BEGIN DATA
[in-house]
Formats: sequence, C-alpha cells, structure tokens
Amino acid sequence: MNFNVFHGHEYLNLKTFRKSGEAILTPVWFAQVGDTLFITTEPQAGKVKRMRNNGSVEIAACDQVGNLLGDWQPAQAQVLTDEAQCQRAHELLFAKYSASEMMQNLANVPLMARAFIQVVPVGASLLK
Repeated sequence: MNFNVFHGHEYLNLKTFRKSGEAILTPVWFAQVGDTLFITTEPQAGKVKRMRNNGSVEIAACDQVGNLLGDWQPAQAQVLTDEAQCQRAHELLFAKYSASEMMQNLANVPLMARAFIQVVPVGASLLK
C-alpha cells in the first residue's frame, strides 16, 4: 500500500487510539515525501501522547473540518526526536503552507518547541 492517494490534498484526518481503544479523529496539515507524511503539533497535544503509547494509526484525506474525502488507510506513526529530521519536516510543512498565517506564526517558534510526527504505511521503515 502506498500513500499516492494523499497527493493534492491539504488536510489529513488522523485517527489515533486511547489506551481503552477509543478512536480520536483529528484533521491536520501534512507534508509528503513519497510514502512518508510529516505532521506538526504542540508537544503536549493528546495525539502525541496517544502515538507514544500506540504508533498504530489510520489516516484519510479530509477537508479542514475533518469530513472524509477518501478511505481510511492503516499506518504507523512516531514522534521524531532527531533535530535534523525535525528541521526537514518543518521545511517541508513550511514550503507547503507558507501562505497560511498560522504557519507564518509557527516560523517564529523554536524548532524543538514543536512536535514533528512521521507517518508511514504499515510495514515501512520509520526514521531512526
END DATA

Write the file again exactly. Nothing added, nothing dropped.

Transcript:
[in-house]
Formats: sequence, C-alpha cells, structure tokens
Amino acid sequence: MNFNVFHGHEYLNLKTFRKSGEAILTPVWFAQVGDTLFITTEPQAGKVKRMRNNGSVEIAACDQVGNLLGDWQPAQAQVLTDEAQCQRAHELLFAKYSASEMMQNLANVPLMARAFIQVVPVGASLLK
Repeated sequence: MNFNVFHGHEYLNLKTFRKSGEAILTPVWFAQVGDTLFITTEPQAGKVKRMRNNGSVEIAACDQVGNLLGDWQPAQAQVLTDEAQCQRAHELLFAKYSASEMMQNLANVPLMARAFIQVVPVGASLLK
C-alpha cells in the first residue's frame, strides 16, 4: 500500500487510539515525501501522547473540518526526536503552507518547541 492517494490534498484526518481503544479523529496539515507524511503539533497535544503509547494509526484525506474525502488507510506513526529530521519536516510543512498565517506564526517558534510526527504505511521503515 502506498500513500499516492494523499497527493493534492491539504488536510489529513488522523485517527489515533486511547489506551481503552477509543478512536480520536483529528484533521491536520501534512507534508509528503513519497510514502512518508510529516505532521506538526504542540508537544503536549493528546495525539502525541496517544502515538507514544500506540504508533498504530489510520489516516484519510479530509477537508479542514475533518469530513472524509477518501478511505481510511492503516499506518504507523512516531514522534521524531532527531533535530535534523525535525528541521526537514518543518521545511517541508513550511514550503507547503507558507501562505497560511498560522504557519507564518509557527516560523517564529523554536524548532524543538514543536512536535514533528512521521507517518508511514504499515510495514515501512520509520526514521531512526